This influential Ohio politician, judge and educator -- originally from Connecticut and an acquaintance of George Washington -- helped to write and sign that state's Constitution; an ardent Abolitionist, he drafted the Constitution in such a way as to prohibit slavery in Ohio; later a trustee of Ohio University. Item #27051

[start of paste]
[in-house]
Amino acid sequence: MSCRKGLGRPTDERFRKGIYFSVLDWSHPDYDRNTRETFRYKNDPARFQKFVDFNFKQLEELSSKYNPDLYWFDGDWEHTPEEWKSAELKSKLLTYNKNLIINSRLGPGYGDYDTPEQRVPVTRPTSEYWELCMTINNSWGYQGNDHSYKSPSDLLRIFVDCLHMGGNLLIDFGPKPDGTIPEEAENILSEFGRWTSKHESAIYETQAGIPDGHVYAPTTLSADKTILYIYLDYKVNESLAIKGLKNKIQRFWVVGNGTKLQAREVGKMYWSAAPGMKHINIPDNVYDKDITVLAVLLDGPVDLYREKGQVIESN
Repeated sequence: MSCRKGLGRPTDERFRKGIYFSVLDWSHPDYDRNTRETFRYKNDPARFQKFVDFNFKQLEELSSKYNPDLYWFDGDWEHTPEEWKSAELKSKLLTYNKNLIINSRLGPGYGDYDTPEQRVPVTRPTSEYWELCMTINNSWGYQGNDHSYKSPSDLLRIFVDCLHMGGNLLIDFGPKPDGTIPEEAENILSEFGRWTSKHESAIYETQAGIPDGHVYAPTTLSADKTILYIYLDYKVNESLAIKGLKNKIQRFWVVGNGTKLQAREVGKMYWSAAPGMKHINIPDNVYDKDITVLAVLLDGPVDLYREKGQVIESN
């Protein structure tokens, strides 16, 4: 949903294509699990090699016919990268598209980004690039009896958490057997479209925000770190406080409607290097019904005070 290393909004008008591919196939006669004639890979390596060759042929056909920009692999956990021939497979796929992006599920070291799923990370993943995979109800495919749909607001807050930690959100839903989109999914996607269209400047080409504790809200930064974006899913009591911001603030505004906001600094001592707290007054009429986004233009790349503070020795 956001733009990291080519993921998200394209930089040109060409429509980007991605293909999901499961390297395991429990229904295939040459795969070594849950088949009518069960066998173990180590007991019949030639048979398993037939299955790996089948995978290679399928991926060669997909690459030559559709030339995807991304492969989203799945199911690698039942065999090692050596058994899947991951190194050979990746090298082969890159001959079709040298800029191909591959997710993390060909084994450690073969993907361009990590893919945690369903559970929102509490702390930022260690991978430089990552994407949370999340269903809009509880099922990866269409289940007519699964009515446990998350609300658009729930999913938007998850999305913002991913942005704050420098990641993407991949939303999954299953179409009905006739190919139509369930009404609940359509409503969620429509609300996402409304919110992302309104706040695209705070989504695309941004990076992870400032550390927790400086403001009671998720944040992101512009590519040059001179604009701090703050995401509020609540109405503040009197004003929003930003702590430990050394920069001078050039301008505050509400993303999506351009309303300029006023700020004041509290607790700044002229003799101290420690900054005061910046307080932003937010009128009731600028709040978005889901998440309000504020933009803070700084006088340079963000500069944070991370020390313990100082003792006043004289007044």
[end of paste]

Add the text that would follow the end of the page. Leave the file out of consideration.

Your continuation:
ADS, 1p, 8" X 6½", Ames, Ohio, 1803 January 13. Good plus. Some edgewear and irregular mild age toning. An important regional document establishing the first teaching position in Ames Township, southern Ohio, signed by Cutler and six early settlers. Reads in full: "Whereas it being very essential to promote Virtue secure happiness both public and private that Schools and the means of Instructions Should be supported therefore we the subscribers agree to pay to Charles Cutler fourteen dollars per month for Teaching a school at Ames for the three Insuing months and will pay in proportion to each scholar we shall anex to our names the payments to be made to E Cutler in labour or produce at cash price Said E Cutler having become responsible to said Charles Cutler for the same." Cutler himself thus signs three times, twice in the text and once at the top of the list (along with "6 Scholar"). Six other Ames pioneers sign below him. In order: 1.) BENJAMIN BROWN (1745-1817), a "Minute Man" in the American Revolution who fought at Bunker Hill, captain in the Eighth Regiment Massachusetts Volunteers; moved to Ames in 1799, a prominent local resident who held different township offices; father of General John Brown. 2.) GEORGE EWING, himself a former schoolteacher, had served in the Continental Army. 3.) RACHEL LENOX. 4.) BENJAMIN L. BROWN. 5.) SILVANUS AMES (1771-1823), "Judge Ames," a famed local jurist and the second sheriff of Ames County; long-time Ohio University trustee. 6.) WILLIAM GREEN. (Note that both a "Benja'n Brown" and a "Benja. L Brown" sign; given Benjamin Brown signs first after Cutler and just before Ewing, we believe that this first Brown is the reknowned Captain Brown.) Cutler and Ewing first set up this community in 1799, and along with Captain Brown and Judge Ames are considered the town's founding fathers. "Schools of an elevated character," Ephraim Cutler wrote elsewhere, "were soon established." In 1802 the first one-room school cabin was established on Cutler's property, with Charles Cutler -- A Harvard College graduate, presumably related to Ephraim -- as the first teacher. Hard currency was in notoriously short supply at the time, so payment "in labour or produce" would have been a typical arrangement. This document would appear to be hiring him for his second term there. A delightful and rare item establishing one of the region's first schools.